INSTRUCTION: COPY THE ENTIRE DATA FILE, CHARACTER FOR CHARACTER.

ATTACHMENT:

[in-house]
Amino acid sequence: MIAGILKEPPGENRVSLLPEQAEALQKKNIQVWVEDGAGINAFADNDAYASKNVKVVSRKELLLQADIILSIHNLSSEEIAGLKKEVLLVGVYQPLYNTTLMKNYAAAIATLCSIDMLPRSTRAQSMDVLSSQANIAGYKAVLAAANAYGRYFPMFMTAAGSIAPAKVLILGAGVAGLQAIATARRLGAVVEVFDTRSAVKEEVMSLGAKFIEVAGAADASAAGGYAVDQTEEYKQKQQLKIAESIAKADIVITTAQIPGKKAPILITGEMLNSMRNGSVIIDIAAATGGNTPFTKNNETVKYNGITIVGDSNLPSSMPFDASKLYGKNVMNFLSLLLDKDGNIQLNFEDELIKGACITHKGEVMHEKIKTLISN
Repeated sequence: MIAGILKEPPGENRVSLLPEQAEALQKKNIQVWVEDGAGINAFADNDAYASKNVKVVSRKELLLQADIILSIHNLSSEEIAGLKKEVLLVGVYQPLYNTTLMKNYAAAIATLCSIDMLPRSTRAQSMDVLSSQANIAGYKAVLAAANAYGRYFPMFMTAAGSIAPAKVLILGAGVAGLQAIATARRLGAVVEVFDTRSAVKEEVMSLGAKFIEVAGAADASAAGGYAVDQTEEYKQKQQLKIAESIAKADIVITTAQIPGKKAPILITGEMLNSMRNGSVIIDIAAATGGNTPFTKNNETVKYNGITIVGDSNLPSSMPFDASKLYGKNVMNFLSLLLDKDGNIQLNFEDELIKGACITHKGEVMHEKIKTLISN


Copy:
[in-house]
Amino acid sequence: MIAGILKEPPGENRVSLLPEQAEALQKKNIQVWVEDGAGINAFADNDAYASKNVKVVSRKELLLQADIILSIHNLSSEEIAGLKKEVLLVGVYQPLYNTTLMKNYAAAIATLCSIDMLPRSTRAQSMDVLSSQANIAGYKAVLAAANAYGRYFPMFMTAAGSIAPAKVLILGAGVAGLQAIATARRLGAVVEVFDTRSAVKEEVMSLGAKFIEVAGAADASAAGGYAVDQTEEYKQKQQLKIAESIAKADIVITTAQIPGKKAPILITGEMLNSMRNGSVIIDIAAATGGNTPFTKNNETVKYNGITIVGDSNLPSSMPFDASKLYGKNVMNFLSLLLDKDGNIQLNFEDELIKGACITHKGEVMHEKIKTLISN
Repeated sequence: MIAGILKEPPGENRVSLLPEQAEALQKKNIQVWVEDGAGINAFADNDAYASKNVKVVSRKELLLQADIILSIHNLSSEEIAGLKKEVLLVGVYQPLYNTTLMKNYAAAIATLCSIDMLPRSTRAQSMDVLSSQANIAGYKAVLAAANAYGRYFPMFMTAAGSIAPAKVLILGAGVAGLQAIATARRLGAVVEVFDTRSAVKEEVMSLGAKFIEVAGAADASAAGGYAVDQTEEYKQKQQLKIAESIAKADIVITTAQIPGKKAPILITGEMLNSMRNGSVIIDIAAATGGNTPFTKNNETVKYNGITIVGDSNLPSSMPFDASKLYGKNVMNFLSLLLDKDGNIQLNFEDELIKGACITHKGEVMHEKIKTLISN